By Ravi Singh
There are lots of ways to process the magnitude of the marathon. Of course, there’s the official distance of 42.195km. That’s roughly 105 laps around a standard track. Various forums across the internet place the step count at anywhere between 30,000 to 50,000 steps.
At the 2017 Scotiabank Toronto Waterfront Marathon, local runner Michal Kapral also had to factor in approximately 130,000 tosses and catches. In support of the Sick Kids Foundation, Kapral went after the Guinness World Record for the fastest marathon run while juggling five balls.
“I do serious things in my life, but I like to keep that kid inside me alive.”
Kapral had luck at STWM in the past. In 2004, he set the record for fastest marathon run while pushing a stroller (2:49:43), which he followed up with the joggling world record the next year with a time of 3:01:41. He’d subsequently best his own record, including with a 2:50:12 at STWM 2007, which still stands as the joggling marathon record.
To those who might ask Kapral the basic question of “Why?” his response would be, “I’ve always liked to do things that are different and that’s followed me most of my life. I don’t really like to grow up. I do serious things in my life, but I like to keep that kid inside me alive.”
Dropping the Ball
In all previous attempts, Kapral juggled three balls, which he insists is actually quite intuitive and gels well with the mechanics of running. In 2016, he even joggled the entire Chicago Marathon in 2:55 without dropping a single ball.
From the very beginning, however, Kapral says there were signs that he was approaching his “Icarus moment” with the 5-ball attempt. Before his marathon attempt, the longest recognized joggling world record was 5K, set my Matthew Feldman 2011.
“There was definitely a high chance of failure, but I felt I had a 50/50 shot at the record.”
“I knew there were going to be drops, but I thought I could get to the point where I could comfortably run 400m without dropping any balls,” Kapral explains, but adds, “I was lucky if I could even get to 100.” Add to that the fact that most of his training was done on a quiet street near his home or around a track.
With no shorter races under his belt and an admittedly rough training cycle, Kapral still felt, “There was definitely a high chance of failure, but I felt I had a 50/50 shot at the record.”
At the start, Kapral recalls, “I was in an absolute panic. I tried to stay at the front of the slowest corral, but a few runners shimmied in front of me and I was squished right in. I never had that experience while training.” In a race with thousands of others, the 5-ball pattern also acted as a visual obstruction.
From there, it only got worse, almost comically so. Kapral recounts, “Around 2K into the race, I pulled a muscle in my hand, which has never happened. It started as a tweak and then got progressively worse.” The second 5K of the race took Kapral 56 minutes.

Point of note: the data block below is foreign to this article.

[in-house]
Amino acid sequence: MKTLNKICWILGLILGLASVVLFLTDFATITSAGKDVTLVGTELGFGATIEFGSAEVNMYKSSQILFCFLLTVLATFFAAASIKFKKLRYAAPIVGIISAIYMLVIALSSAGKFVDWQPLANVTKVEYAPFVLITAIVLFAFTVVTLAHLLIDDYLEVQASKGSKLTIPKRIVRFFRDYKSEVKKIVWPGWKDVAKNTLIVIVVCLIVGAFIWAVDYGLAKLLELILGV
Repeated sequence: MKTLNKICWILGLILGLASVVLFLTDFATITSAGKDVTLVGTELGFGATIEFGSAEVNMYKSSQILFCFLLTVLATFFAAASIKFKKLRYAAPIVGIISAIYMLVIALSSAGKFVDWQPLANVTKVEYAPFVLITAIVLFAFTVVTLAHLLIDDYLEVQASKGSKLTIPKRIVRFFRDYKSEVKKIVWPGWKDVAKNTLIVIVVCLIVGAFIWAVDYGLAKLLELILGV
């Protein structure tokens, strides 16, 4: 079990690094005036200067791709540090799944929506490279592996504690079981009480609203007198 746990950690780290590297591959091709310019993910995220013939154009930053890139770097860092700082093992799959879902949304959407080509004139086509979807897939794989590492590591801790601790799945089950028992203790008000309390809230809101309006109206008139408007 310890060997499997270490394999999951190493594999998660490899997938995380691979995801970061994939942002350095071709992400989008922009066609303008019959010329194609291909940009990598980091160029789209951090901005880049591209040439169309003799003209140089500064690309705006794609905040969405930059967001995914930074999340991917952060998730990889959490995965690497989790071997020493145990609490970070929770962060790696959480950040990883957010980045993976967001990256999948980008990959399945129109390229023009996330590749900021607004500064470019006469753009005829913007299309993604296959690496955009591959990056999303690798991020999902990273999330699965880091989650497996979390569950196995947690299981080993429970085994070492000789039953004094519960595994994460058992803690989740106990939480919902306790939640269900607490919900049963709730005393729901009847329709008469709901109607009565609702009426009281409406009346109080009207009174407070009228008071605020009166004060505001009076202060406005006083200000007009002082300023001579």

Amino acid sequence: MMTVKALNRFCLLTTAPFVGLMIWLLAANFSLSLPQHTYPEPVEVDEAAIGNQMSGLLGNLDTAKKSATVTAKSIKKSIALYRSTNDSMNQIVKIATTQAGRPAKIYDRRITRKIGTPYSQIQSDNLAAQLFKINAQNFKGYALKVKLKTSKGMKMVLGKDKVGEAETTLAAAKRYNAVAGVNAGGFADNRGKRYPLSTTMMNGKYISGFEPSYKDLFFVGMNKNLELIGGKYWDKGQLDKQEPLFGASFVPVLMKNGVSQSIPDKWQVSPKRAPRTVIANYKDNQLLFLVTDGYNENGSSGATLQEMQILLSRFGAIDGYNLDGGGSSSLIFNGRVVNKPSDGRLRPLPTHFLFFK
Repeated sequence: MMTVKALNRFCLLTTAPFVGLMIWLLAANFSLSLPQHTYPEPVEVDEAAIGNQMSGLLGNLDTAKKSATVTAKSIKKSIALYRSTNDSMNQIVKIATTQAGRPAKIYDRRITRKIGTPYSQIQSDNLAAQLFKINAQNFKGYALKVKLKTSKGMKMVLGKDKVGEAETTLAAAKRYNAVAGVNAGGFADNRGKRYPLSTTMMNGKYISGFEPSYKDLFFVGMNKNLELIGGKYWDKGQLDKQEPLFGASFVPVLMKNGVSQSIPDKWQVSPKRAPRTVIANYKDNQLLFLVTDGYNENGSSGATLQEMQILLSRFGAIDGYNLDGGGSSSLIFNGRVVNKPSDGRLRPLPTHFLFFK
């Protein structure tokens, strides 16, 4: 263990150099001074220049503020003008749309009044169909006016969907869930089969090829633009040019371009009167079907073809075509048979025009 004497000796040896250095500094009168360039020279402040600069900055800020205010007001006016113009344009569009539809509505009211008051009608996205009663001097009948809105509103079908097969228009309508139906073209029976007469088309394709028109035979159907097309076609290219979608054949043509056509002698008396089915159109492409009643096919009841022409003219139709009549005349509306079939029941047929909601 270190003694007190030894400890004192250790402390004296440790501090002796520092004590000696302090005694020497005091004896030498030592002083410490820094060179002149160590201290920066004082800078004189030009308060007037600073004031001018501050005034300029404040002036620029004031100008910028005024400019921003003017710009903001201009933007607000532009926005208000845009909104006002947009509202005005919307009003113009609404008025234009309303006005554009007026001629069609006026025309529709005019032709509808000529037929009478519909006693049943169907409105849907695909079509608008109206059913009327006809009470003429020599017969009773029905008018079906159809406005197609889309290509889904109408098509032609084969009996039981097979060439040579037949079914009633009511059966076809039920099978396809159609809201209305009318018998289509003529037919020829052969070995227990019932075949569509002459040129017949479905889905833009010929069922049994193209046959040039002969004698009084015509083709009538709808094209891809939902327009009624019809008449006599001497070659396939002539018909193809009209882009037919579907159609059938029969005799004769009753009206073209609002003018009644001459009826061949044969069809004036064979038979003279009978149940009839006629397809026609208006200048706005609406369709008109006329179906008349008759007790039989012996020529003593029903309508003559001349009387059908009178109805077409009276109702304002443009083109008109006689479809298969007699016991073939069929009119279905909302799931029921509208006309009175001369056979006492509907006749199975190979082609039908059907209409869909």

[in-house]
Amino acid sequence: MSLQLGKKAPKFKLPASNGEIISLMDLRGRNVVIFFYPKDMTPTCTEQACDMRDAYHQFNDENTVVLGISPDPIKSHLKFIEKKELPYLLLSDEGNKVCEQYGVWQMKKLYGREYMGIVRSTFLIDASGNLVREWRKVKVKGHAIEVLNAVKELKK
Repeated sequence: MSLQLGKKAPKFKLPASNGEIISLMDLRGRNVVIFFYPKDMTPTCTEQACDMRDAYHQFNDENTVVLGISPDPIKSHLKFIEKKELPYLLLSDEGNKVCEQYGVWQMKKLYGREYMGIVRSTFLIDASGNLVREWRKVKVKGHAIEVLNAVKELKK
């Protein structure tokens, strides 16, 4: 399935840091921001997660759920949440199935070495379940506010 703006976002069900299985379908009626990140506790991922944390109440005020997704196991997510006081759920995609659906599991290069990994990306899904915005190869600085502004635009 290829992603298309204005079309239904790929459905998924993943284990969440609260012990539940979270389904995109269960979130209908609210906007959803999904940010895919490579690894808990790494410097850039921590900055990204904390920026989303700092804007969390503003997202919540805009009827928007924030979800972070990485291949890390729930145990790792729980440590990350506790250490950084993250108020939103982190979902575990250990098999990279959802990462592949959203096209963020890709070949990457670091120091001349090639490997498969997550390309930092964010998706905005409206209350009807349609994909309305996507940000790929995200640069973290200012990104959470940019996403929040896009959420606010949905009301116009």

Then the cameras from the race’s online broadcast arrived. It’s one thing to be suffering on the course in front of spectators, but quite another in front of a global audience. The cameras lingered on Kapral at the 16K mark, capturing drop after drop after drop, each one requiring him to step back to the drop point and start again. He eventually puts both hands on his waist and looks down at the ground, clearly crestfallen. At this point, he had been running and juggling for nearly four hours.
At 17K, Kapral had enough. At the insistence of pacer Zach Warren, a fellow joggler and former world record holder, the pair were still going to finish the marathon as regular runners within the six hour limit. That required them to negative split the race by two hours.
“The crowd kept me going and later in the race there were few spectators. The crowd was essentially the volunteers and they were just incredible as well as the other runners,” Kapral remembers. Together, he and Warren came in just under the six hour limit. “I would have loved to come into the finish breaking a record, but at that point I was just another runner and it still felt great,” Kapral concludes.
Laugh It Off
The man who has won races and runs marathons significantly faster than the average runner while juggling barely avoided finishing dead last that day.
In 2017, STWM was a debacle, but it’s also been the site of Kapral’s greatest victories and he acknowledges both as special. Even if the 5-ball record wasn’t meant to be, Kapral says he wouldn’t trade the experience of branching out of his comfort zone.
“It’s a matter of committing to a goal you set out no matter how crazy it might seem.”
“You often wonder why you’re doing certain things and why you can’t just be a normal runner, so I contemplated that a good bit as I trained,” Kapral says. He concluded, however, “It’s a matter of committing to a goal you set out no matter how crazy it might seem. I loved the training even if it was frustrating and I didn’t get as good as I expected, it was a ton of fun.”
Zach Warren, Kapral’s pacer in 2017, has studied laughter as part of his PhD, and Kapral says he’s very much into making people smile, an endeavour at which he succeeds on every run.
That’s perhaps the element of play that’s central to Kapral’s whole joggler persona. Like a child first learning to kick or throw a ball, the process itself is as amusing as anything and brings as much joy as mastering the skill. That’s the marathon–a place where adults can still play. If Kapral were to worry about embarrassment or perfection, that would mean growing up. Like a kid, perhaps he’ll also never learn. Kapral is currently chasing a 5-ball record at the 10K.